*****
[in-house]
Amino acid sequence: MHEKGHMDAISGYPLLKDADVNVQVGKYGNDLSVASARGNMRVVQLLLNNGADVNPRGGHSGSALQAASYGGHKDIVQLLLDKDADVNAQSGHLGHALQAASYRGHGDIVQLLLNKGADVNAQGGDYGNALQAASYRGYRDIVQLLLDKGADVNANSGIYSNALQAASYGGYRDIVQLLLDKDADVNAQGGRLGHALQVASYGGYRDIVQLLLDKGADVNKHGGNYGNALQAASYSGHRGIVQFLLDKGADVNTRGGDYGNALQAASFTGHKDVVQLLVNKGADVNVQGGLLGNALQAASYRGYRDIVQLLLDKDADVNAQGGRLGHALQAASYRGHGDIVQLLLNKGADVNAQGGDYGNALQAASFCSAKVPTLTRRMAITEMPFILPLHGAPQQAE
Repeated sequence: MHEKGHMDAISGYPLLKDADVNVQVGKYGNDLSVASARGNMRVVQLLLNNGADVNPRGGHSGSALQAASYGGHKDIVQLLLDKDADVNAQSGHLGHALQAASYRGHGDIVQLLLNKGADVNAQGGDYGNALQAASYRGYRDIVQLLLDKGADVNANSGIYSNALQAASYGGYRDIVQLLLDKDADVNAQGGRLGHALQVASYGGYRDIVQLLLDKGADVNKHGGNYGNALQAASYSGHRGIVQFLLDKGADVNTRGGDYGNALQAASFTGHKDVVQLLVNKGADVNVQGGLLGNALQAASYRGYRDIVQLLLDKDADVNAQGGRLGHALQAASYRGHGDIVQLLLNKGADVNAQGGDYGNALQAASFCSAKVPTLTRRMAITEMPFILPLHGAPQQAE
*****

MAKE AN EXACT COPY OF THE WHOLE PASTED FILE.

[in-house]
Amino acid sequence: MHEKGHMDAISGYPLLKDADVNVQVGKYGNDLSVASARGNMRVVQLLLNNGADVNPRGGHSGSALQAASYGGHKDIVQLLLDKDADVNAQSGHLGHALQAASYRGHGDIVQLLLNKGADVNAQGGDYGNALQAASYRGYRDIVQLLLDKGADVNANSGIYSNALQAASYGGYRDIVQLLLDKDADVNAQGGRLGHALQVASYGGYRDIVQLLLDKGADVNKHGGNYGNALQAASYSGHRGIVQFLLDKGADVNTRGGDYGNALQAASFTGHKDVVQLLVNKGADVNVQGGLLGNALQAASYRGYRDIVQLLLDKDADVNAQGGRLGHALQAASYRGHGDIVQLLLNKGADVNAQGGDYGNALQAASFCSAKVPTLTRRMAITEMPFILPLHGAPQQAE
Repeated sequence: MHEKGHMDAISGYPLLKDADVNVQVGKYGNDLSVASARGNMRVVQLLLNNGADVNPRGGHSGSALQAASYGGHKDIVQLLLDKDADVNAQSGHLGHALQAASYRGHGDIVQLLLNKGADVNAQGGDYGNALQAASYRGYRDIVQLLLDKGADVNANSGIYSNALQAASYGGYRDIVQLLLDKDADVNAQGGRLGHALQVASYGGYRDIVQLLLDKGADVNKHGGNYGNALQAASYSGHRGIVQFLLDKGADVNTRGGDYGNALQAASFTGHKDVVQLLVNKGADVNVQGGLLGNALQAASYRGYRDIVQLLLDKDADVNAQGGRLGHALQAASYRGHGDIVQLLLNKGADVNAQGGDYGNALQAASFCSAKVPTLTRRMAITEMPFILPLHGAPQQAE